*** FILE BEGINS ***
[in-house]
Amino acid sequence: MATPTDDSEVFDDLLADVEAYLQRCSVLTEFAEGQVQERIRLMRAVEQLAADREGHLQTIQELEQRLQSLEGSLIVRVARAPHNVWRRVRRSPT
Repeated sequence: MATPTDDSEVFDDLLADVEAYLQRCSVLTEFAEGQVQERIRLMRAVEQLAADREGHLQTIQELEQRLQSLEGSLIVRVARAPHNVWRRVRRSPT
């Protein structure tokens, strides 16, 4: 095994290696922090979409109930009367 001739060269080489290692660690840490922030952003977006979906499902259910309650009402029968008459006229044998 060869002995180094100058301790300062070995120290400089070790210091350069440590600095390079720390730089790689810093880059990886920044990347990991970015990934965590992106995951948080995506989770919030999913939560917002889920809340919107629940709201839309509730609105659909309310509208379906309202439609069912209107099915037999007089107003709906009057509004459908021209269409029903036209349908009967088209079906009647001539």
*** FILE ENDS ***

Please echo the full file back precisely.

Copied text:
[in-house]
Amino acid sequence: MATPTDDSEVFDDLLADVEAYLQRCSVLTEFAEGQVQERIRLMRAVEQLAADREGHLQTIQELEQRLQSLEGSLIVRVARAPHNVWRRVRRSPT
Repeated sequence: MATPTDDSEVFDDLLADVEAYLQRCSVLTEFAEGQVQERIRLMRAVEQLAADREGHLQTIQELEQRLQSLEGSLIVRVARAPHNVWRRVRRSPT
């Protein structure tokens, strides 16, 4: 095994290696922090979409109930009367 001739060269080489290692660690840490922030952003977006979906499902259910309650009402029968008459006229044998 060869002995180094100058301790300062070995120290400089070790210091350069440590600095390079720390730089790689810093880059990886920044990347990991970015990934965590992106995951948080995506989770919030999913939560917002889920809340919107629940709201839309509730609105659909309310509208379906309202439609069912209107099915037999007089107003709906009057509004459908021209269409029903036209349908009967088209079906009647001539």